A Legacy of Conservation
An integral part of the Thames Talbot Land Trust's mandate is to conserve and restore the highly unique, diverse, threatened landscape of the Carolinian Life Zone. Much of the landscape is privately owned, and the Trust works with landowners to ensure that conservation and careful stewardship will be their legacy for future generations. The Trust is a great resource to help landowners explore land easements, donations and other creative options linking conservation and financial benefits. The Trust has worked together with caring landowners to establish several important new nature reserves in the county including Joany's Woods near Sylvan, Newport Forest near Wardsville, and Meadowlily Nature Preserve in London.
Stewardship Council Forests for Life
From seed collection to school greenhouses to tree planting, the Middlesex Stewardship Council engages diverse community members, youth and the developmentally-challenged to green the county. This program is an inspiring model for how a community can improve its relationship with the natural environment. It is just one of many Council projects that promote and demonstrate good stewardship of agricultural and natural resources in Middlesex County. The council partners with private landowners, community groups and agencies that respect private land ownership to access funding and assistance for projects with positive environmental impacts such as planting trees, shrubs or tallgrass prairie as buffer strips; creating wetlands; or enhancing species at risk habitat.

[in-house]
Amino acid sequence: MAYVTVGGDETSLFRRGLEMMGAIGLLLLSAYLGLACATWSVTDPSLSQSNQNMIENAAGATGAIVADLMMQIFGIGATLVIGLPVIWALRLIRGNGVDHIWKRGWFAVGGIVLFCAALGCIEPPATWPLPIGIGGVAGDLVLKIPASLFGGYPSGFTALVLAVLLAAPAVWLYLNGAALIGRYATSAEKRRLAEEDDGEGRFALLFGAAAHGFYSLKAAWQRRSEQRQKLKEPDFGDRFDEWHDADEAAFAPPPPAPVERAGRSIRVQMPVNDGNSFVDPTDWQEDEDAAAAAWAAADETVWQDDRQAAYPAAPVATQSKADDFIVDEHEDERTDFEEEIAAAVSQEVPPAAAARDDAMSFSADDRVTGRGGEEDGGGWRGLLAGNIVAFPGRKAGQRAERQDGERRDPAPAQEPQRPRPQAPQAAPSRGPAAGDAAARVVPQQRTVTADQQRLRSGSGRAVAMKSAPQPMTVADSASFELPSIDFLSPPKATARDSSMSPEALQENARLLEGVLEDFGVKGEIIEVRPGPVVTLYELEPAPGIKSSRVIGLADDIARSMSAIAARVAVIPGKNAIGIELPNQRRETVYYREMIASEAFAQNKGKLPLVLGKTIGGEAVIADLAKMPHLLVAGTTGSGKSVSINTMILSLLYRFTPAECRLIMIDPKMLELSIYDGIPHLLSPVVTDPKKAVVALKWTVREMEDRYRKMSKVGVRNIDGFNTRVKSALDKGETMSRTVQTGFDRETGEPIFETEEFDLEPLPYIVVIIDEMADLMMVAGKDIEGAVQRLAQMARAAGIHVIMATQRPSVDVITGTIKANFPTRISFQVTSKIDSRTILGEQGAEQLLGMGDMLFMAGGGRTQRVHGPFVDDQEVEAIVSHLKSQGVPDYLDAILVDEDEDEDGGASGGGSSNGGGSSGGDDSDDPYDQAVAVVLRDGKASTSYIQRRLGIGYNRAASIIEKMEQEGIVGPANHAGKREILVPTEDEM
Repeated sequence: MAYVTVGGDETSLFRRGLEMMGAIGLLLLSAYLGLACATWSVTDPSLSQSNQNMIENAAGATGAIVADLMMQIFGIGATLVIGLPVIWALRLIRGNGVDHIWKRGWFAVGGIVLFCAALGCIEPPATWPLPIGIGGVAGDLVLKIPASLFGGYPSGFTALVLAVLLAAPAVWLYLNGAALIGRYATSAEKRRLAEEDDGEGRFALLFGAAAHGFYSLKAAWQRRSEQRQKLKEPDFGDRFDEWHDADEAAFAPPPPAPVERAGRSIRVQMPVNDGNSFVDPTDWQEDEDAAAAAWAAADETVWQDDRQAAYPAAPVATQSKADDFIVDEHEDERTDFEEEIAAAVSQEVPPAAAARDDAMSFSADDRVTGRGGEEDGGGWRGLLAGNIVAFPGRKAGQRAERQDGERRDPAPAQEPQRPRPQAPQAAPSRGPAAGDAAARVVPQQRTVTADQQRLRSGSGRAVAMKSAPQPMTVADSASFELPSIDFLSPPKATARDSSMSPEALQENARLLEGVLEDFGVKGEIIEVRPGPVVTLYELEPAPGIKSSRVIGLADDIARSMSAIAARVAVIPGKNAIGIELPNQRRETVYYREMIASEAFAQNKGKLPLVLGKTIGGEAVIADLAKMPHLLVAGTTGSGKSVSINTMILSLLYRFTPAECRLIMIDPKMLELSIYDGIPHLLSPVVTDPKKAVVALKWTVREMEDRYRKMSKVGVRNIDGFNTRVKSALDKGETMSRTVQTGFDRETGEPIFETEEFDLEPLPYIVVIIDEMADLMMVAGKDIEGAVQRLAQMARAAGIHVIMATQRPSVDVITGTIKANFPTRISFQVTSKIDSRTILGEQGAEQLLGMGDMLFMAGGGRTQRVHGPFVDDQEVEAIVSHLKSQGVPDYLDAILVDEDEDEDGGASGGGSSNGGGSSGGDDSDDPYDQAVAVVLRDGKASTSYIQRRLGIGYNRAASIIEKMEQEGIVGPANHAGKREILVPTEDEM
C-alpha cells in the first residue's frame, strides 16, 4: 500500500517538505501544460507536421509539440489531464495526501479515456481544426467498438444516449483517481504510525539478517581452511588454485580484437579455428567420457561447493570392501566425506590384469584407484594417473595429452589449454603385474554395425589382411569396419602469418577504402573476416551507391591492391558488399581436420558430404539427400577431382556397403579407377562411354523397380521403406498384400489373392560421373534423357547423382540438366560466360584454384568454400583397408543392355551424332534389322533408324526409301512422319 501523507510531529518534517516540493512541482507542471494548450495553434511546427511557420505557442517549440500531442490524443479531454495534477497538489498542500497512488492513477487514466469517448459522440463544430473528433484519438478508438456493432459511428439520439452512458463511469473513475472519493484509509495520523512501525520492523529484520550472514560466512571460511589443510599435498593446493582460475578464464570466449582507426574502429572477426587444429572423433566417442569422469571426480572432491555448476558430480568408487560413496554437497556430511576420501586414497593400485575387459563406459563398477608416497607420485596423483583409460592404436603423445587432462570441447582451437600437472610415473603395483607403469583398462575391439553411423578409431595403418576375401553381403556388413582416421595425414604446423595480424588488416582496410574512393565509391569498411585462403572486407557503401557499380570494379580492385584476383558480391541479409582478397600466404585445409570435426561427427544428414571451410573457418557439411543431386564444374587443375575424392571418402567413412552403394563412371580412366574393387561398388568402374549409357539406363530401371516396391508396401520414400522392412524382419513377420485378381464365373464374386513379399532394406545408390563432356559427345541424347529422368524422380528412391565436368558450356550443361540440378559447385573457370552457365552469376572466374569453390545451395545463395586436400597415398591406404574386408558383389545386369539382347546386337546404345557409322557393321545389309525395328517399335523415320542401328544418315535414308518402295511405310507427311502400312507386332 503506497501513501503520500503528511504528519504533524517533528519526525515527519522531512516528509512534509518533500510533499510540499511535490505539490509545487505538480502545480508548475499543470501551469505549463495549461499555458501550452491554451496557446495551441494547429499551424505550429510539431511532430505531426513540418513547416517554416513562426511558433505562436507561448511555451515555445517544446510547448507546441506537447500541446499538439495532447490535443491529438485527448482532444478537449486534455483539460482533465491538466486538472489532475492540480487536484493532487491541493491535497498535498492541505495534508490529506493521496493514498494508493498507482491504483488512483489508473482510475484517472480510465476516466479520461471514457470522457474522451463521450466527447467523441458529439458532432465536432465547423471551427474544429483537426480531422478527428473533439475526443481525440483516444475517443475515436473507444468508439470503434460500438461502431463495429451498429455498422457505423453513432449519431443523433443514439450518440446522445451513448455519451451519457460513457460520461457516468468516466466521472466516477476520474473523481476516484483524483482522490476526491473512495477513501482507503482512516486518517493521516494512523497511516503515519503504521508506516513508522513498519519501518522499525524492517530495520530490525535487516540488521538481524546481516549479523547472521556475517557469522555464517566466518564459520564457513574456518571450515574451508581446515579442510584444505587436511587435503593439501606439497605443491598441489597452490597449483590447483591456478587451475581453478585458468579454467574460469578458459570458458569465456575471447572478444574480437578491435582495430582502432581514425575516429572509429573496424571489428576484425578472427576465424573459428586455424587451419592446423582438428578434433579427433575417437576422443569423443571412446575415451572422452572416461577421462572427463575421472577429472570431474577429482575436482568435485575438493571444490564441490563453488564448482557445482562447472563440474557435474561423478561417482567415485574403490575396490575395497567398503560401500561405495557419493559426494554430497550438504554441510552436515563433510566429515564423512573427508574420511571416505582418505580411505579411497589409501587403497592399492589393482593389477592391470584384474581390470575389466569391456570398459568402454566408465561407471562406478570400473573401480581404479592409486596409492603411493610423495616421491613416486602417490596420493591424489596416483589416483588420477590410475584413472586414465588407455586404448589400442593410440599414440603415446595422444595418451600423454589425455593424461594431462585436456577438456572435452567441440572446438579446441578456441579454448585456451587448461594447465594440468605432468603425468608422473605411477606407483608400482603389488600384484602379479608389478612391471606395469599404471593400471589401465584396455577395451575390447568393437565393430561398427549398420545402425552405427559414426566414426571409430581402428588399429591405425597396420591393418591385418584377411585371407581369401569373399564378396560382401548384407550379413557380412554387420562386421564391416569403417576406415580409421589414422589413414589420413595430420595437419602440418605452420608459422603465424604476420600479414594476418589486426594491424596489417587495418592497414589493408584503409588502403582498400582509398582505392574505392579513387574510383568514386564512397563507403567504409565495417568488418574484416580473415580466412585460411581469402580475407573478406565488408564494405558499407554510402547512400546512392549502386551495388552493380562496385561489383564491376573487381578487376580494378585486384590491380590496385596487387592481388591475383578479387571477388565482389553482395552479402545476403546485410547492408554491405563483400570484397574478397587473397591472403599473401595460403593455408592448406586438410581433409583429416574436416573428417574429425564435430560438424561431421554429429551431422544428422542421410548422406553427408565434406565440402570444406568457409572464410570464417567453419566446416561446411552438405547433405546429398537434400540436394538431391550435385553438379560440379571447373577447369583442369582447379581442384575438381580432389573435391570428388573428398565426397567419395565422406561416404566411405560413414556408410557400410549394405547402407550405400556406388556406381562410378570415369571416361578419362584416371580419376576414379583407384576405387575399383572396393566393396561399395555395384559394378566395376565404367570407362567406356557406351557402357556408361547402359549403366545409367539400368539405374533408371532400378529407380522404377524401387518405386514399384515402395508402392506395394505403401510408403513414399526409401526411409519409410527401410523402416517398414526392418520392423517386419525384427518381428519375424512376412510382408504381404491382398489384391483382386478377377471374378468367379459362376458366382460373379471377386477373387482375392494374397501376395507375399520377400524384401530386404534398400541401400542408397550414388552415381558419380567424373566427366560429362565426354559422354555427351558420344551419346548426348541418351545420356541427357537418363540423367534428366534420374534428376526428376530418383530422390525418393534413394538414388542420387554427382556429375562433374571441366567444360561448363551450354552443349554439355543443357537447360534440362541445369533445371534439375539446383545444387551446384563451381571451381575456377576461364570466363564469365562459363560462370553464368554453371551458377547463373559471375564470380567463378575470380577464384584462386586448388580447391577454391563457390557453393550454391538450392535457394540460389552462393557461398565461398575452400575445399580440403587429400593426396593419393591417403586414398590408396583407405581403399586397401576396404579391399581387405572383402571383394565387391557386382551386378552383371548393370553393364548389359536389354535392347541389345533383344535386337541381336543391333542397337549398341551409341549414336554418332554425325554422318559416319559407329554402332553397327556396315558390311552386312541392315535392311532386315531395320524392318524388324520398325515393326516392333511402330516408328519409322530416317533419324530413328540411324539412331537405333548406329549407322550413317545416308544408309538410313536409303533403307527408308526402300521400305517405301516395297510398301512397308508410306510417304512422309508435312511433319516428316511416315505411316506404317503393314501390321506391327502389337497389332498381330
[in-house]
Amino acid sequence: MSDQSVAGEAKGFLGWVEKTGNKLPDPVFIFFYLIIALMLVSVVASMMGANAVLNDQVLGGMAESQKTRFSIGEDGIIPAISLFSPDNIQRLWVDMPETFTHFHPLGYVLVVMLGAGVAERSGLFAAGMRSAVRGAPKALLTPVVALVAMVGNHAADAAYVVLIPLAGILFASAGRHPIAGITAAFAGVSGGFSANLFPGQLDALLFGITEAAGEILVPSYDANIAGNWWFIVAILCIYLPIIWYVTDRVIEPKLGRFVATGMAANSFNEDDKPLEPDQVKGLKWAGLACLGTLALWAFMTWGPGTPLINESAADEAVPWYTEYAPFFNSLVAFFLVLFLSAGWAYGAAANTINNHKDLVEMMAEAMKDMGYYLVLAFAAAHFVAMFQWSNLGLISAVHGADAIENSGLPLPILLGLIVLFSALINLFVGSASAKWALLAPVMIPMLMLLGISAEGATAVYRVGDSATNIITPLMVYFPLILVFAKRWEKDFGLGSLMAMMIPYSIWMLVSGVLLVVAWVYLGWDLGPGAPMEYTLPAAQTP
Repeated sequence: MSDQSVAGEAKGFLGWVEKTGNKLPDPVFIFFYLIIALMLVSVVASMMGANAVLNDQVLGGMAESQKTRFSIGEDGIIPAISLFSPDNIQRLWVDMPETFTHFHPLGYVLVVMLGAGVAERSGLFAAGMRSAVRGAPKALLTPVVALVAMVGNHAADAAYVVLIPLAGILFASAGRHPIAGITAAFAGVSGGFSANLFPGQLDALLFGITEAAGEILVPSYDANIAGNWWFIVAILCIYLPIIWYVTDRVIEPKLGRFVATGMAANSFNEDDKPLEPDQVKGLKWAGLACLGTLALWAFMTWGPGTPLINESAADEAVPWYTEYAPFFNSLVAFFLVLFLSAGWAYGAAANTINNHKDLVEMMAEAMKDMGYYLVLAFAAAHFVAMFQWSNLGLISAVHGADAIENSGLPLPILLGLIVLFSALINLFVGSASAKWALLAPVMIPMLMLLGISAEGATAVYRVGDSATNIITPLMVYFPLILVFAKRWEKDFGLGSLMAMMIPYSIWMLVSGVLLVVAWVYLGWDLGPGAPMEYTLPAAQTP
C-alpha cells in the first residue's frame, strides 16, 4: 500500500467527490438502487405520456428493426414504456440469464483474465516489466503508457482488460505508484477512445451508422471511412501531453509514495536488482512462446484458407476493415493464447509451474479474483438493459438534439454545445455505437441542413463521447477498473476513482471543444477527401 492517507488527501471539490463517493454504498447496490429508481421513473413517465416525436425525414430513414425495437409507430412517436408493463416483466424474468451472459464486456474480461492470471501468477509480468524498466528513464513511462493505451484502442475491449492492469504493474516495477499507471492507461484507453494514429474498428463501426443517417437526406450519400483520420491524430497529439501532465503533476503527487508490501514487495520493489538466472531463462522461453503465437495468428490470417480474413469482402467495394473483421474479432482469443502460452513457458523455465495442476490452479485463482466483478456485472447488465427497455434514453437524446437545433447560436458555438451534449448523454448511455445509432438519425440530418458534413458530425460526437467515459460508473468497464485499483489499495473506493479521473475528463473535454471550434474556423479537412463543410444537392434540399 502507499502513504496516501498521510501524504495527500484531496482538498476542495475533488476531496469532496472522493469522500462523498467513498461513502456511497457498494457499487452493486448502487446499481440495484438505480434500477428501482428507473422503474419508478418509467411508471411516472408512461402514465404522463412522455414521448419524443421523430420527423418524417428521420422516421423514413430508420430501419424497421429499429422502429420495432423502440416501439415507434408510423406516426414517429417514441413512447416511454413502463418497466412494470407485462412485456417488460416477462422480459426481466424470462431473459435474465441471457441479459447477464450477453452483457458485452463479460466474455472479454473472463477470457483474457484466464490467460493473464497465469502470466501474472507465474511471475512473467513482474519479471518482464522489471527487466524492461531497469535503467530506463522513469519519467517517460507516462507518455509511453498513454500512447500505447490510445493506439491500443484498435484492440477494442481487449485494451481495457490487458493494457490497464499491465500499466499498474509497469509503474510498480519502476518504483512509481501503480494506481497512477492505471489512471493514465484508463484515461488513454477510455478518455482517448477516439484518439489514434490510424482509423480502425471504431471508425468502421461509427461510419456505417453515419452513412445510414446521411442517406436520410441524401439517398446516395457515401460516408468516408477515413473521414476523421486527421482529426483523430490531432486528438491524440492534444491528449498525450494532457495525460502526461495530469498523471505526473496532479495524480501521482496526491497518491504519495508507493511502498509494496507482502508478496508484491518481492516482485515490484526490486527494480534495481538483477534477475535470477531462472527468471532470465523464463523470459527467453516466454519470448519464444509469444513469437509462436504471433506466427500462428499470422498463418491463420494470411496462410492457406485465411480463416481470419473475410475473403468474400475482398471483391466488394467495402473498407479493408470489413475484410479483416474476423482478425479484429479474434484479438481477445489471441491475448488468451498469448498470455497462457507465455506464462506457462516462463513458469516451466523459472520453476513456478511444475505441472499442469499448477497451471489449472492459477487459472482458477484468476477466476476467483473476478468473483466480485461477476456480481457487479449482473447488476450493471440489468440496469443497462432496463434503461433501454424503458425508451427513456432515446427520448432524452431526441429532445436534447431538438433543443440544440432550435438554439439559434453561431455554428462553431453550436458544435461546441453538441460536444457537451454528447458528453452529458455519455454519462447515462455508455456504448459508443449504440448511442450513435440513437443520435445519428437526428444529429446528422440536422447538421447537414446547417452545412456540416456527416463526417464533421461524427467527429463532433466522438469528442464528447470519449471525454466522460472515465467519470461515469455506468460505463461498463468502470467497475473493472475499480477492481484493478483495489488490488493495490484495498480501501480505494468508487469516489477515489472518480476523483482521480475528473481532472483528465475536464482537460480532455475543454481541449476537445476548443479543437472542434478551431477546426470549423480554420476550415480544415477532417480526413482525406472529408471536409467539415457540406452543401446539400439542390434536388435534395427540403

Rare Birds in Your Chimney
The McIlwraith Field Naturalists play an active role in preserving nature. The club owns and stewards Cedarcroft, an 11 ha (27 ac) nature reserve along the Thames River with hardwood forest, a pine plantation, deep ravine, creek and riparian habitats. For more than a decade, they have operated Project Peregrine, monitoring breeding Peregrine Falcons on a nesting ledge on the Wellington Street TD Canada Trust building in London. A more recent program, known as SwiftWatch, involves volunteers monitoring Chimney Swifts, threatened birds that use London chimneys for summer breeding and fall roosts. The club helps the community learn about local natural heritage with inventories, a guide to the natural areas, lectures and workshops.
Nairn Creek Landowners Exceed Expectations